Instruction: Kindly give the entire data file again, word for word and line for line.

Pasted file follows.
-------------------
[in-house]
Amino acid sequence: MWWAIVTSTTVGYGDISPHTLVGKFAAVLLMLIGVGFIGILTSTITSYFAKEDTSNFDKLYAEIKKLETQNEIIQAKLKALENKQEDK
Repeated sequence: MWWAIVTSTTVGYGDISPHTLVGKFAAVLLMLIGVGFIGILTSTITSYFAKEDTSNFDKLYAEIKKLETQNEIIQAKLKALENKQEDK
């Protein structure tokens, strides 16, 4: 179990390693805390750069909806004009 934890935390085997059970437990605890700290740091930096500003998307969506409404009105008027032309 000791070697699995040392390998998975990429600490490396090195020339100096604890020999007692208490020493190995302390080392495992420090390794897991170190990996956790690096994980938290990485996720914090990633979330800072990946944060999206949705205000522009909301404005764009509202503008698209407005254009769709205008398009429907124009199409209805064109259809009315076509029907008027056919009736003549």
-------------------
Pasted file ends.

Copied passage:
[in-house]
Amino acid sequence: MWWAIVTSTTVGYGDISPHTLVGKFAAVLLMLIGVGFIGILTSTITSYFAKEDTSNFDKLYAEIKKLETQNEIIQAKLKALENKQEDK
Repeated sequence: MWWAIVTSTTVGYGDISPHTLVGKFAAVLLMLIGVGFIGILTSTITSYFAKEDTSNFDKLYAEIKKLETQNEIIQAKLKALENKQEDK
């Protein structure tokens, strides 16, 4: 179990390693805390750069909806004009 934890935390085997059970437990605890700290740091930096500003998307969506409404009105008027032309 000791070697699995040392390998998975990429600490490396090195020339100096604890020999007692208490020493190995302390080392495992420090390794897991170190990996956790690096994980938290990485996720914090990633979330800072990946944060999206949705205000522009909301404005764009509202503008698209407005254009769709205008398009429907124009199409209805064109259809009315076509029907008027056919009736003549």